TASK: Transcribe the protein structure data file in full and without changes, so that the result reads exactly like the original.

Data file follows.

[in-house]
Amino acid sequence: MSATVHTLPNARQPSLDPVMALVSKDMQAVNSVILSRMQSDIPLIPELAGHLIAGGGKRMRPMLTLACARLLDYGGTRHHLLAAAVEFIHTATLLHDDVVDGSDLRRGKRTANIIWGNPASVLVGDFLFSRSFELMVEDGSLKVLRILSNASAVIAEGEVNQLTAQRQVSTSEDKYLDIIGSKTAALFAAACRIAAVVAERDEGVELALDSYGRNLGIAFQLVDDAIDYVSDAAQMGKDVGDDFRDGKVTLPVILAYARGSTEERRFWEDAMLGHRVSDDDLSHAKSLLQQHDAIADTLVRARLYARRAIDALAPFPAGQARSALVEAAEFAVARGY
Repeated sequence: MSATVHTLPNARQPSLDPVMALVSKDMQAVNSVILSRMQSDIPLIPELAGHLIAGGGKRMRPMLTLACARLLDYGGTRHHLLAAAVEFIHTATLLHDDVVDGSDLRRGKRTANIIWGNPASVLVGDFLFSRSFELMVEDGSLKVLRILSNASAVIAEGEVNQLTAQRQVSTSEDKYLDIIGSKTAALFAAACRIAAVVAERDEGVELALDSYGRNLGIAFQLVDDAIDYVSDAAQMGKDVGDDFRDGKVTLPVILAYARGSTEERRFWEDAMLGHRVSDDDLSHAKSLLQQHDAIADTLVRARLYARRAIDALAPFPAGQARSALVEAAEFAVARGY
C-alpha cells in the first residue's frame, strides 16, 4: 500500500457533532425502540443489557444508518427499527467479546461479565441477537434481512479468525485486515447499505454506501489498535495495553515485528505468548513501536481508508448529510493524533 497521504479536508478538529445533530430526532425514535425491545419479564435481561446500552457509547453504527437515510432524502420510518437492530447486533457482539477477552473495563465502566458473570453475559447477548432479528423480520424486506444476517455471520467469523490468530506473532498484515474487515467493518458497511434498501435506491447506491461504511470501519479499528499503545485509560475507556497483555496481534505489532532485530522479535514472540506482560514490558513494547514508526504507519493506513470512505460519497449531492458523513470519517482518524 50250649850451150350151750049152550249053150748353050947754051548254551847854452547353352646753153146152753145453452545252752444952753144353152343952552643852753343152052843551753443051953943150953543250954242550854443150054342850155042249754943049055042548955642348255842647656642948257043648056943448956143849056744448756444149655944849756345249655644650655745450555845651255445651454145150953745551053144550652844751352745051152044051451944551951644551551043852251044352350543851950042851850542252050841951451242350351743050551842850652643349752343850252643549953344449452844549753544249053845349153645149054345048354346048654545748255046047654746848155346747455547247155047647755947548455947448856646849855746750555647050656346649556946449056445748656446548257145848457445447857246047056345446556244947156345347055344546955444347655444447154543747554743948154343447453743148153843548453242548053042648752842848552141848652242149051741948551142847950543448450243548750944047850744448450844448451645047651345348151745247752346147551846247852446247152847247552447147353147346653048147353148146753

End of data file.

[in-house]
Amino acid sequence: MSATVHTLPNARQPSLDPVMALVSKDMQAVNSVILSRMQSDIPLIPELAGHLIAGGGKRMRPMLTLACARLLDYGGTRHHLLAAAVEFIHTATLLHDDVVDGSDLRRGKRTANIIWGNPASVLVGDFLFSRSFELMVEDGSLKVLRILSNASAVIAEGEVNQLTAQRQVSTSEDKYLDIIGSKTAALFAAACRIAAVVAERDEGVELALDSYGRNLGIAFQLVDDAIDYVSDAAQMGKDVGDDFRDGKVTLPVILAYARGSTEERRFWEDAMLGHRVSDDDLSHAKSLLQQHDAIADTLVRARLYARRAIDALAPFPAGQARSALVEAAEFAVARGY
Repeated sequence: MSATVHTLPNARQPSLDPVMALVSKDMQAVNSVILSRMQSDIPLIPELAGHLIAGGGKRMRPMLTLACARLLDYGGTRHHLLAAAVEFIHTATLLHDDVVDGSDLRRGKRTANIIWGNPASVLVGDFLFSRSFELMVEDGSLKVLRILSNASAVIAEGEVNQLTAQRQVSTSEDKYLDIIGSKTAALFAAACRIAAVVAERDEGVELALDSYGRNLGIAFQLVDDAIDYVSDAAQMGKDVGDDFRDGKVTLPVILAYARGSTEERRFWEDAMLGHRVSDDDLSHAKSLLQQHDAIADTLVRARLYARRAIDALAPFPAGQARSALVEAAEFAVARGY
C-alpha cells in the first residue's frame, strides 16, 4: 500500500457533532425502540443489557444508518427499527467479546461479565441477537434481512479468525485486515447499505454506501489498535495495553515485528505468548513501536481508508448529510493524533 497521504479536508478538529445533530430526532425514535425491545419479564435481561446500552457509547453504527437515510432524502420510518437492530447486533457482539477477552473495563465502566458473570453475559447477548432479528423480520424486506444476517455471520467469523490468530506473532498484515474487515467493518458497511434498501435506491447506491461504511470501519479499528499503545485509560475507556497483555496481534505489532532485530522479535514472540506482560514490558513494547514508526504507519493506513470512505460519497449531492458523513470519517482518524 50250649850451150350151750049152550249053150748353050947754051548254551847854452547353352646753153146152753145453452545252752444952753144353152343952552643852753343152052843551753443051953943150953543250954242550854443150054342850155042249754943049055042548955642348255842647656642948257043648056943448956143849056744448756444149655944849756345249655644650655745450555845651255445651454145150953745551053144550652844751352745051152044051451944551951644551551043852251044352350543851950042851850542252050841951451242350351743050551842850652643349752343850252643549953344449452844549753544249053845349153645149054345048354346048654545748255046047654746848155346747455547247155047647755947548455947448856646849855746750555647050656346649556946449056445748656446548257145848457445447857246047056345446556244947156345347055344546955444347655444447154543747554743948154343447453743148153843548453242548053042648752842848552141848652242149051741948551142847950543448450243548750944047850744448450844448451645047651345348151745247752346147551846247852446247152847247552447147353147346653048147353148146753